Are honeybee products really good for me?

We are a little biased, but we think products harvested from honeybees are very beneficial. Honey and bee products have been used for thousands of years as a food and in medicinal remedies. Honey itself is basically sugars from flower nectar that honeybees collect and regurgitate. Sounds disgusting, right? Actually, the regurgitation process adds beneficial bacteria and helps diminish the moisture content of the nectar so that the sugars won’t ferment, making it an excellent preservative. In fact, bee pollen is best preserved in honey and can last decades or longer this way. Bee pollen of course is the next major product of honeybees that consumers ask for, and for good reason. Bee pollen, which is used along with honey as a primary source of food for bees, is packed with B vitamins plus a full spectrum of other vitamins, minerals, proteins and amino acids. There is also propolis, which is produced by bees as a “glue” from plant resins to patch and seal the hive, and it has strong anti-septic properties and is used in folk medicines.

Where can I find these great honeybee products?

Be careful of buying honey at the store, as it might not be what you think it is. We aren’t trying to scare you, but we think that honeybee products from local beekeepers are safer, more trustworthy and provide the most health benefit. In fact some people report that local honey and bee pollen has helped with allergies to local plants, although your mileage may vary. Check out our list of local vendors for more details.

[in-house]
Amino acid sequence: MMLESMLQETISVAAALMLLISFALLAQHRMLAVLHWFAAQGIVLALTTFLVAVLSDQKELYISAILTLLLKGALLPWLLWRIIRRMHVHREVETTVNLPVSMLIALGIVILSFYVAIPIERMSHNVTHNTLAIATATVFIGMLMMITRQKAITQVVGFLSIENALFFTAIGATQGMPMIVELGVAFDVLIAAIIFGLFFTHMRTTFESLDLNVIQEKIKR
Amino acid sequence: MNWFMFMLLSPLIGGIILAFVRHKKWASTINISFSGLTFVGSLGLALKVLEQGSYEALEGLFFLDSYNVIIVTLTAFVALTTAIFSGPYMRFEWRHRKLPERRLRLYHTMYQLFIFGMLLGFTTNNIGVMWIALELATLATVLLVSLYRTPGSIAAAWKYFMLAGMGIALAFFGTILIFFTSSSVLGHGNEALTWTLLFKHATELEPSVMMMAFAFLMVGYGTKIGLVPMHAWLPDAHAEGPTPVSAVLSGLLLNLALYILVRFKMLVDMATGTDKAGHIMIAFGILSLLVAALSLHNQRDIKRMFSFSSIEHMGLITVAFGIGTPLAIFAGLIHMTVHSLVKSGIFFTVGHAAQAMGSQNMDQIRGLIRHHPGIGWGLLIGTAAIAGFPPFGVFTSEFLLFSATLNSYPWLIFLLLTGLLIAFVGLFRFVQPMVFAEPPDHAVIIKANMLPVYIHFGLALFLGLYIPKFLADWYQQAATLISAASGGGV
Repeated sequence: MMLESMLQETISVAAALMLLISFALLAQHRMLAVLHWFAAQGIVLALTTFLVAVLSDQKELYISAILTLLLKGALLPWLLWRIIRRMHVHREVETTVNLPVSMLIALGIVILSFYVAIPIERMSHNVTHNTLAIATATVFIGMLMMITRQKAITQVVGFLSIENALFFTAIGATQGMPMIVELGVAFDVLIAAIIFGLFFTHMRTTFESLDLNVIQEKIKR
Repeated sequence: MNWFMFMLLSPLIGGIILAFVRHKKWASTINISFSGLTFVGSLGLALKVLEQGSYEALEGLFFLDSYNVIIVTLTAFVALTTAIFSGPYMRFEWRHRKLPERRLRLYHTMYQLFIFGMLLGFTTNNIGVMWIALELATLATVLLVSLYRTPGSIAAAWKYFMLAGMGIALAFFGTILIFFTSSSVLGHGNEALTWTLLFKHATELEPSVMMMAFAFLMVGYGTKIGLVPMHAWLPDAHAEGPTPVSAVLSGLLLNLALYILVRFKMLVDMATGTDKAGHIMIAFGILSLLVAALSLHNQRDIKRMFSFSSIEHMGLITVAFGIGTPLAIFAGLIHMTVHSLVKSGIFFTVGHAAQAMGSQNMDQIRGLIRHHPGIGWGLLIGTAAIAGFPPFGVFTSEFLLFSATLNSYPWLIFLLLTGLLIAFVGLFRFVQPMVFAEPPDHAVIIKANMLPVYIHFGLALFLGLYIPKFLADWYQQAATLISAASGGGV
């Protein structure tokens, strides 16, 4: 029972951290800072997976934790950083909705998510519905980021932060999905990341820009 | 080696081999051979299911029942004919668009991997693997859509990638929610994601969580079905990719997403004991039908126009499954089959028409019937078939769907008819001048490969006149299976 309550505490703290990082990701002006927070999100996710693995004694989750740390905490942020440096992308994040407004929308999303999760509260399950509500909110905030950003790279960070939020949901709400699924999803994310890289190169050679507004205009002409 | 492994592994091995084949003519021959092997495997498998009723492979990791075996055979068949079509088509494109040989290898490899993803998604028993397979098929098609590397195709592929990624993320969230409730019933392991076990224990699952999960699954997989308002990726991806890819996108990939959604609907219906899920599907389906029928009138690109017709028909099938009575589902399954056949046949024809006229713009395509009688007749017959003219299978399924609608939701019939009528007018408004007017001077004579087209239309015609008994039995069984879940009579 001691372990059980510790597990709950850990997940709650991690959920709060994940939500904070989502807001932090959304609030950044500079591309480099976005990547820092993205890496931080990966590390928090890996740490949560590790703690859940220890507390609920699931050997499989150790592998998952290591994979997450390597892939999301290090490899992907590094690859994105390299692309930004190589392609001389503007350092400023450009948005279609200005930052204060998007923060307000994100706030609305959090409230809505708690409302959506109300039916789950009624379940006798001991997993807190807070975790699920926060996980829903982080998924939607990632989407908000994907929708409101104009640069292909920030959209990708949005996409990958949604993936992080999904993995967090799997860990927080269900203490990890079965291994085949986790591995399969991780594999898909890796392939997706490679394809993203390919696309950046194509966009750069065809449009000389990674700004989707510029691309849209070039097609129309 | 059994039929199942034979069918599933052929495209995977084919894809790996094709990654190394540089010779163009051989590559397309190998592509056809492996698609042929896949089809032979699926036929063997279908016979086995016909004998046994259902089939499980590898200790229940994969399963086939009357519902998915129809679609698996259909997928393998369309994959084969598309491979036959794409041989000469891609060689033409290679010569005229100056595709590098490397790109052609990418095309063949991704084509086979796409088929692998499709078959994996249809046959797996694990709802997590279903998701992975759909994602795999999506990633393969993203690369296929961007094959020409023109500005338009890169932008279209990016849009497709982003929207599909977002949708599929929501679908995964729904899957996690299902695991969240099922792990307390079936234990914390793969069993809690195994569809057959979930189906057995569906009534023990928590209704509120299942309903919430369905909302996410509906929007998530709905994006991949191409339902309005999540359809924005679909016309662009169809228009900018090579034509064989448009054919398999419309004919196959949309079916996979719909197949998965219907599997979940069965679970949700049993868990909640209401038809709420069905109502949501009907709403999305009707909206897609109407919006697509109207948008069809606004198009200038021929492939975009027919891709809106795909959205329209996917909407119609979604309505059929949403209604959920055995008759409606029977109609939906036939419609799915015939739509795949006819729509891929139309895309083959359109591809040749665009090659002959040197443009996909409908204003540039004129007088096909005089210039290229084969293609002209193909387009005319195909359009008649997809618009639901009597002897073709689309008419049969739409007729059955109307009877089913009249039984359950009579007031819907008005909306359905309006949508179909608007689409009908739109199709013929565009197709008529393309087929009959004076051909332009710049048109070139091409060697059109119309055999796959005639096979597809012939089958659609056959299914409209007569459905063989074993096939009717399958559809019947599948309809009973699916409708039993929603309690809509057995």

Are all of the honeybees really dying?

A phenomenon known as Colony Collapse Disorder has been widely reported since around 2006 and has brought about a renewed awareness of the importance of the honeybee. CCD, which has mostly impacted the large honeybee and pollinating producers, can be identified when a hive is completely abandoned by the worker bees, leaving behind even the queen and brood. There have been several studies conducted in the US since 2010 that have found a common denominator in neonicotinoids. This insecticide is a neurotoxin that not only can kill bees directly but can weaken their immune systems and leave them susceptible to diseases and parasites. Read more about CCD and the effects these insecticides can have on bees.

Even though the number of maintained beehives is down nationwide, especially for those of large commercial producers, there is a growing number of beehives and beekeepers here in Northeast Oklahoma. NEOBA is leading the way in education for new beekeepers and providing cutting edge information for established “beeks” in our area.

What are “killer bees” and are there any around here?

The term “killer bee” is a misnomer propagated by news stories and movies such as The Swarm and The Deadly Bees. Fortunately for us, public opinion toward the honeybee has shifted recently, mostly because of the awareness of CCD, and we have been able to educate the public and new members more on why they shouldn’t be afraid of these “poorly behaved” bees as we like to call them.